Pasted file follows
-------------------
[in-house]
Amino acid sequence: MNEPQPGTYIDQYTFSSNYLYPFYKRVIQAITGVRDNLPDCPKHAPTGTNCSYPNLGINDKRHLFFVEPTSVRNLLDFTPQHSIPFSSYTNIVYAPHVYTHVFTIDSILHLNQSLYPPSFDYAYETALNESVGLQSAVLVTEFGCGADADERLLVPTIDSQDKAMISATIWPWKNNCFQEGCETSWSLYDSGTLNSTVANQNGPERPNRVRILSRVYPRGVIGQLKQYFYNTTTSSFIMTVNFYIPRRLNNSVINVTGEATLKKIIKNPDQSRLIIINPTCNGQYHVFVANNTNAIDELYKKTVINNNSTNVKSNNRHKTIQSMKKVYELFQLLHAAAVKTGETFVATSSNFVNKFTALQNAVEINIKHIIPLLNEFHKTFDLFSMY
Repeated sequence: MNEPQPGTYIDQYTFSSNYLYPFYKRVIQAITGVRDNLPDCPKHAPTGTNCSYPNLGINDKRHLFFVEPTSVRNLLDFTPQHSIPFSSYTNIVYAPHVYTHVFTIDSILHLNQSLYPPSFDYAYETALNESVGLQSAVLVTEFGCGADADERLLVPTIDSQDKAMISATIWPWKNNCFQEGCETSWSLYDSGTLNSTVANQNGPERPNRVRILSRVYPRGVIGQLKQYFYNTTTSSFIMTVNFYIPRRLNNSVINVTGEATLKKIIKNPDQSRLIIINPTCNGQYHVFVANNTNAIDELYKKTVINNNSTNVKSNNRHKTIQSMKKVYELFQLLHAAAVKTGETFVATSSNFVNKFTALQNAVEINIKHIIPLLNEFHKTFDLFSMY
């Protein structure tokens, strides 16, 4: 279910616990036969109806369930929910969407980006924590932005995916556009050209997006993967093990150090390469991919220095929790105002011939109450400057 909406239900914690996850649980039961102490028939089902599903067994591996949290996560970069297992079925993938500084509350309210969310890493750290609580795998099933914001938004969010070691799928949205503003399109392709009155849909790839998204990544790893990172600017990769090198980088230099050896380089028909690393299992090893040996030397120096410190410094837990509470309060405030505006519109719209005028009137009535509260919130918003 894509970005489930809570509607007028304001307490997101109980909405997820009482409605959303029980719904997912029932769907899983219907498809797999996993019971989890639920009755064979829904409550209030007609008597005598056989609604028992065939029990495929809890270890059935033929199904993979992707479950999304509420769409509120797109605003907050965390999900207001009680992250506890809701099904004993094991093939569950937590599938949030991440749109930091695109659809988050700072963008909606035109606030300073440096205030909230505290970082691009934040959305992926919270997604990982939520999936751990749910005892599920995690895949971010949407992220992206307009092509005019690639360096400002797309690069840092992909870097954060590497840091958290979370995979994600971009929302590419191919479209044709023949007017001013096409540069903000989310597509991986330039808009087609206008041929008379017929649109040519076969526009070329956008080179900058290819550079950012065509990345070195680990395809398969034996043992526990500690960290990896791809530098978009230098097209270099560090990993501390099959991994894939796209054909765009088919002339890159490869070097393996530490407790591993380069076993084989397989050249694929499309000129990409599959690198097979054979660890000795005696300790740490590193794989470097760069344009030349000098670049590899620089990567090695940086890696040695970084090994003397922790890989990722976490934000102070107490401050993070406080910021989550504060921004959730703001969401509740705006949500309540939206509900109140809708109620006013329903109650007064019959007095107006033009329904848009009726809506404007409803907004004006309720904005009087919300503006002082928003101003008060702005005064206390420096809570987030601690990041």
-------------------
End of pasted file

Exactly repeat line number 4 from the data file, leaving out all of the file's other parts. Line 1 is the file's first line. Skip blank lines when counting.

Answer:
């Protein structure tokens, strides 16, 4: 279910616990036969109806369930929910969407980006924590932005995916556009050209997006993967093990150090390469991919220095929790105002011939109450400057 909406239900914690996850649980039961102490028939089902599903067994591996949290996560970069297992079925993938500084509350309210969310890493750290609580795998099933914001938004969010070691799928949205503003399109392709009155849909790839998204990544790893990172600017990769090198980088230099050896380089028909690393299992090893040996030397120096410190410094837990509470309060405030505006519109719209005028009137009535509260919130918003 894509970005489930809570509607007028304001307490997101109980909405997820009482409605959303029980719904997912029932769907899983219907498809797999996993019971989890639920009755064979829904409550209030007609008597005598056989609604028992065939029990495929809890270890059935033929199904993979992707479950999304509420769409509120797109605003907050965390999900207001009680992250506890809701099904004993094991093939569950937590599938949030991440749109930091695109659809988050700072963008909606035109606030300073440096205030909230505290970082691009934040959305992926919270997604990982939520999936751990749910005892599920995690895949971010949407992220992206307009092509005019690639360096400002797309690069840092992909870097954060590497840091958290979370995979994600971009929302590419191919479209044709023949007017001013096409540069903000989310597509991986330039808009087609206008041929008379017929649109040519076969526009070329956008080179900058290819550079950012065509990345070195680990395809398969034996043992526990500690960290990896791809530098978009230098097209270099560090990993501390099959991994894939796209054909765009088919002339890159490869070097393996530490407790591993380069076993084989397989050249694929499309000129990409599959690198097979054979660890000795005696300790740490590193794989470097760069344009030349000098670049590899620089990567090695940086890696040695970084090994003397922790890989990722976490934000102070107490401050993070406080910021989550504060921004959730703001969401509740705006949500309540939206509900109140809708109620006013329903109650007064019959007095107006033009329904848009009726809506404007409803907004004006309720904005009087919300503006002082928003101003008060702005005064206390420096809570987030601690990041």